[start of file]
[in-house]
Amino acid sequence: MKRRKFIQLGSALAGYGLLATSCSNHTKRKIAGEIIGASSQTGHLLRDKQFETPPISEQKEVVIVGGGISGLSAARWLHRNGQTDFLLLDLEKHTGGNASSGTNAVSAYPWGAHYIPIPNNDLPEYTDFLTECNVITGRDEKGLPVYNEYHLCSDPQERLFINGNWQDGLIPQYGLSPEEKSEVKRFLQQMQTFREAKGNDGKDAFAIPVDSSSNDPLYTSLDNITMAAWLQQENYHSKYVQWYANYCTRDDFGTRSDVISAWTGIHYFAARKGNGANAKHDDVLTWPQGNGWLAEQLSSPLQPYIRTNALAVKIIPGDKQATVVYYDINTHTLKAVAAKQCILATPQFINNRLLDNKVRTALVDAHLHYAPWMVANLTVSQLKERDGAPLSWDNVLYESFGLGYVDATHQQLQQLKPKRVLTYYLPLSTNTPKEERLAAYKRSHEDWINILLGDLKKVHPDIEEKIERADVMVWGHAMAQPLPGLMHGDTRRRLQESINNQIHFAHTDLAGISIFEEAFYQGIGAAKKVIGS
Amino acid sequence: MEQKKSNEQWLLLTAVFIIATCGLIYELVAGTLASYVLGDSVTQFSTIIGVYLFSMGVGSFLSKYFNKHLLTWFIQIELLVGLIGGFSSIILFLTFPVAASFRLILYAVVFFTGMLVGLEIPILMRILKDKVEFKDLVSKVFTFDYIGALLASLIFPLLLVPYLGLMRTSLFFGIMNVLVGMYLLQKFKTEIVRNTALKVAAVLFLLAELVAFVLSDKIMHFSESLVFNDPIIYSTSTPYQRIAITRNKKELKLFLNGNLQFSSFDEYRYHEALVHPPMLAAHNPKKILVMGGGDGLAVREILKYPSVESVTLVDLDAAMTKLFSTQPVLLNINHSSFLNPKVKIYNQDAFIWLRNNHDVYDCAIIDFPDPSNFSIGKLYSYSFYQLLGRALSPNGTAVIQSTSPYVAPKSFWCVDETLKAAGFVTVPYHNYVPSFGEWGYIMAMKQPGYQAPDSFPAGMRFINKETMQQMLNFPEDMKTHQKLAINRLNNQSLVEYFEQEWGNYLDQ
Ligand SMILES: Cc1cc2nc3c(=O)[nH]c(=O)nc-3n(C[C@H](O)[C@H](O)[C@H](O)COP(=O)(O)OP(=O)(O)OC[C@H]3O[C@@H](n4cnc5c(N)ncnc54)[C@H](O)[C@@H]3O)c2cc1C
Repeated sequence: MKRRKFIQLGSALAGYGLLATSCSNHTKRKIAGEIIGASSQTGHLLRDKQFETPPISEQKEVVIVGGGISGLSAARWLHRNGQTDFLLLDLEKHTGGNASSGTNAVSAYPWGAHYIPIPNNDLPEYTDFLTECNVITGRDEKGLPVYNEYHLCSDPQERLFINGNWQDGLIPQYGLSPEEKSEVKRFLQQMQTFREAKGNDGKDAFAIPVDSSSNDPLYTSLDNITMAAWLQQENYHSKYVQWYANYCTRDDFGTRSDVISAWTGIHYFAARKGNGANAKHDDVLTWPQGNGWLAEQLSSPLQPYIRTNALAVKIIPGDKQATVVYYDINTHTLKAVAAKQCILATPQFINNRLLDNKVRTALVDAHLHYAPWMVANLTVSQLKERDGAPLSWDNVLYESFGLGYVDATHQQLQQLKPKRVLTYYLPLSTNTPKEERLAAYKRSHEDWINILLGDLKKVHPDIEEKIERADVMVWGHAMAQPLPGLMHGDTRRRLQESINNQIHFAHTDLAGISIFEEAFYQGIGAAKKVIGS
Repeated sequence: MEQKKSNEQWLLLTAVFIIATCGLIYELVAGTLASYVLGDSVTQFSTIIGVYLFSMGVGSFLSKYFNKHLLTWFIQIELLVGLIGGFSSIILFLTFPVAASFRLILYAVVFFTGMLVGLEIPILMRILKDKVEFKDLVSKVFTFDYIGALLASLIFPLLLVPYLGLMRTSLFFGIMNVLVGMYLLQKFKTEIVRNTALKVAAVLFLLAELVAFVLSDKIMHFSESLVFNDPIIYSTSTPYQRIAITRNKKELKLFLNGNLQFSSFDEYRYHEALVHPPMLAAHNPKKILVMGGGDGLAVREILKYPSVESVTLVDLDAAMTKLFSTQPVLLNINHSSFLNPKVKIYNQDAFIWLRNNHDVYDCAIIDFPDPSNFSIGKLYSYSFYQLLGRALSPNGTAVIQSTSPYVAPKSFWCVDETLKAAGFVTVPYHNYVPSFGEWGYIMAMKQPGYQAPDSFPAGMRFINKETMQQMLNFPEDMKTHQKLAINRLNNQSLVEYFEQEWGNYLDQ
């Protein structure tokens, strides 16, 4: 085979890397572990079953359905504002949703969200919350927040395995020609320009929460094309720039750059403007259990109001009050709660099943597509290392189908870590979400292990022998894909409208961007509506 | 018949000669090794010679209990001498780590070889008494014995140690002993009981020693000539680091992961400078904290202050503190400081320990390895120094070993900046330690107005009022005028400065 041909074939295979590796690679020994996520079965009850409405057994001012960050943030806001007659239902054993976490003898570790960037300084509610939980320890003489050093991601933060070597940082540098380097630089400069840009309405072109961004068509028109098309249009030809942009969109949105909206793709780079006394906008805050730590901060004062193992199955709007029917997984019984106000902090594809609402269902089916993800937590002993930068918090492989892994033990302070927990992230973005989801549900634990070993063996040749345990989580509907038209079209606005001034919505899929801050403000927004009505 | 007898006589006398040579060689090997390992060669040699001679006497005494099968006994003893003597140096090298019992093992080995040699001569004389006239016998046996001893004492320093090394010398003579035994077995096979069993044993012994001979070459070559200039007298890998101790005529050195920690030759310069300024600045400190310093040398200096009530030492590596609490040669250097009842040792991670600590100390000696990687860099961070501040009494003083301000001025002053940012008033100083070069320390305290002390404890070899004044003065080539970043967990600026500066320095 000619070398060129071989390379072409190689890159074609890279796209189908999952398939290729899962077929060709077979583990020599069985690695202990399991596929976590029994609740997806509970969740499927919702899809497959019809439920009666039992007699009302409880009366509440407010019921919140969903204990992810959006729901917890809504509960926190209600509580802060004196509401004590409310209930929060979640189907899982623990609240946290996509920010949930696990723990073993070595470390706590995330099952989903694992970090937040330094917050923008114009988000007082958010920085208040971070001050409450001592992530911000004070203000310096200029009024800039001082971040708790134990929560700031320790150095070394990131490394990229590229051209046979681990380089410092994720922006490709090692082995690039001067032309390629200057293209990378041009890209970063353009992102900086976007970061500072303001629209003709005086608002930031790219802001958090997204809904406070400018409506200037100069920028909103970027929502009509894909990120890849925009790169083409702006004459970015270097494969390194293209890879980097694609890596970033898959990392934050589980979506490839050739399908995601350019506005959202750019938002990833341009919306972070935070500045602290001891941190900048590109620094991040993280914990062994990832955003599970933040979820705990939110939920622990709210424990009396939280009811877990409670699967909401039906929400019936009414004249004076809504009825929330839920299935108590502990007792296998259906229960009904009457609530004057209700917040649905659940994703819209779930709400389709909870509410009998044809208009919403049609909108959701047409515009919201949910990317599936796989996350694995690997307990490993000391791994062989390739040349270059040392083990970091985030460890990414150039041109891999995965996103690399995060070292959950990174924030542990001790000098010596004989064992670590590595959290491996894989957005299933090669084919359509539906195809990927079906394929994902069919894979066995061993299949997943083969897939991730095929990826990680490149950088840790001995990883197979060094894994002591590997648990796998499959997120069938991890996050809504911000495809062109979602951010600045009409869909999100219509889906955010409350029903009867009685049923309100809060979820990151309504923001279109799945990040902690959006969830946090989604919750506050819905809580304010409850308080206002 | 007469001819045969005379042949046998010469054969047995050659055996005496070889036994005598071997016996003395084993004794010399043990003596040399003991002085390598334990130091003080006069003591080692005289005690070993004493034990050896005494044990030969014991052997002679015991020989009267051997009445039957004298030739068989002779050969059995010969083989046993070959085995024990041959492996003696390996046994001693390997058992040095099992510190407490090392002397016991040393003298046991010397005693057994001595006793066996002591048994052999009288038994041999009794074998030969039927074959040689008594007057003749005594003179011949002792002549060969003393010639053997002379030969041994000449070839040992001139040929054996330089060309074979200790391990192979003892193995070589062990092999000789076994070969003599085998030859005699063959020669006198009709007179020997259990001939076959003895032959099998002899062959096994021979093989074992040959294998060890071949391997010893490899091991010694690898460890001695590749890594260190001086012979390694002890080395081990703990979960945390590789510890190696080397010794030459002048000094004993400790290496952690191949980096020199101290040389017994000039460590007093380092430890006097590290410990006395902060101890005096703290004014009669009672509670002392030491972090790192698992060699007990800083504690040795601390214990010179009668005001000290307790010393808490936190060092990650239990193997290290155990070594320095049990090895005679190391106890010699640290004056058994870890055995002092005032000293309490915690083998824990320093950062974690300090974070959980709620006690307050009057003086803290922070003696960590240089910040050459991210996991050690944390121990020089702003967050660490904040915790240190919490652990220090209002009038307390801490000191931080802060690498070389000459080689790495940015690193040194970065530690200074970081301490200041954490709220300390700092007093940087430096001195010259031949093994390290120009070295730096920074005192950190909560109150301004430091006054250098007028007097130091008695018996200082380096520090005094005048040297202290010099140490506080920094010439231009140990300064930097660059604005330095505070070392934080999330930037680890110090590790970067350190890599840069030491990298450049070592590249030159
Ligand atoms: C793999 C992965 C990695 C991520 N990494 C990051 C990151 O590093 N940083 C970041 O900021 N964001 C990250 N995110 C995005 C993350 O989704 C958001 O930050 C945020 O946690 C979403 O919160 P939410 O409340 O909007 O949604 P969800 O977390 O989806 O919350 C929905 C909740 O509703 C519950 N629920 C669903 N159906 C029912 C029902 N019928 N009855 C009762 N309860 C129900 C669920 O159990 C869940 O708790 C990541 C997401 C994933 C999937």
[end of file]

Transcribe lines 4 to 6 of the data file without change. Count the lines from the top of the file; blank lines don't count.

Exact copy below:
Ligand SMILES: Cc1cc2nc3c(=O)[nH]c(=O)nc-3n(C[C@H](O)[C@H](O)[C@H](O)COP(=O)(O)OP(=O)(O)OC[C@H]3O[C@@H](n4cnc5c(N)ncnc54)[C@H](O)[C@@H]3O)c2cc1C
Repeated sequence: MKRRKFIQLGSALAGYGLLATSCSNHTKRKIAGEIIGASSQTGHLLRDKQFETPPISEQKEVVIVGGGISGLSAARWLHRNGQTDFLLLDLEKHTGGNASSGTNAVSAYPWGAHYIPIPNNDLPEYTDFLTECNVITGRDEKGLPVYNEYHLCSDPQERLFINGNWQDGLIPQYGLSPEEKSEVKRFLQQMQTFREAKGNDGKDAFAIPVDSSSNDPLYTSLDNITMAAWLQQENYHSKYVQWYANYCTRDDFGTRSDVISAWTGIHYFAARKGNGANAKHDDVLTWPQGNGWLAEQLSSPLQPYIRTNALAVKIIPGDKQATVVYYDINTHTLKAVAAKQCILATPQFINNRLLDNKVRTALVDAHLHYAPWMVANLTVSQLKERDGAPLSWDNVLYESFGLGYVDATHQQLQQLKPKRVLTYYLPLSTNTPKEERLAAYKRSHEDWINILLGDLKKVHPDIEEKIERADVMVWGHAMAQPLPGLMHGDTRRRLQESINNQIHFAHTDLAGISIFEEAFYQGIGAAKKVIGS
Repeated sequence: MEQKKSNEQWLLLTAVFIIATCGLIYELVAGTLASYVLGDSVTQFSTIIGVYLFSMGVGSFLSKYFNKHLLTWFIQIELLVGLIGGFSSIILFLTFPVAASFRLILYAVVFFTGMLVGLEIPILMRILKDKVEFKDLVSKVFTFDYIGALLASLIFPLLLVPYLGLMRTSLFFGIMNVLVGMYLLQKFKTEIVRNTALKVAAVLFLLAELVAFVLSDKIMHFSESLVFNDPIIYSTSTPYQRIAITRNKKELKLFLNGNLQFSSFDEYRYHEALVHPPMLAAHNPKKILVMGGGDGLAVREILKYPSVESVTLVDLDAAMTKLFSTQPVLLNINHSSFLNPKVKIYNQDAFIWLRNNHDVYDCAIIDFPDPSNFSIGKLYSYSFYQLLGRALSPNGTAVIQSTSPYVAPKSFWCVDETLKAAGFVTVPYHNYVPSFGEWGYIMAMKQPGYQAPDSFPAGMRFINKETMQQMLNFPEDMKTHQKLAINRLNNQSLVEYFEQEWGNYLDQ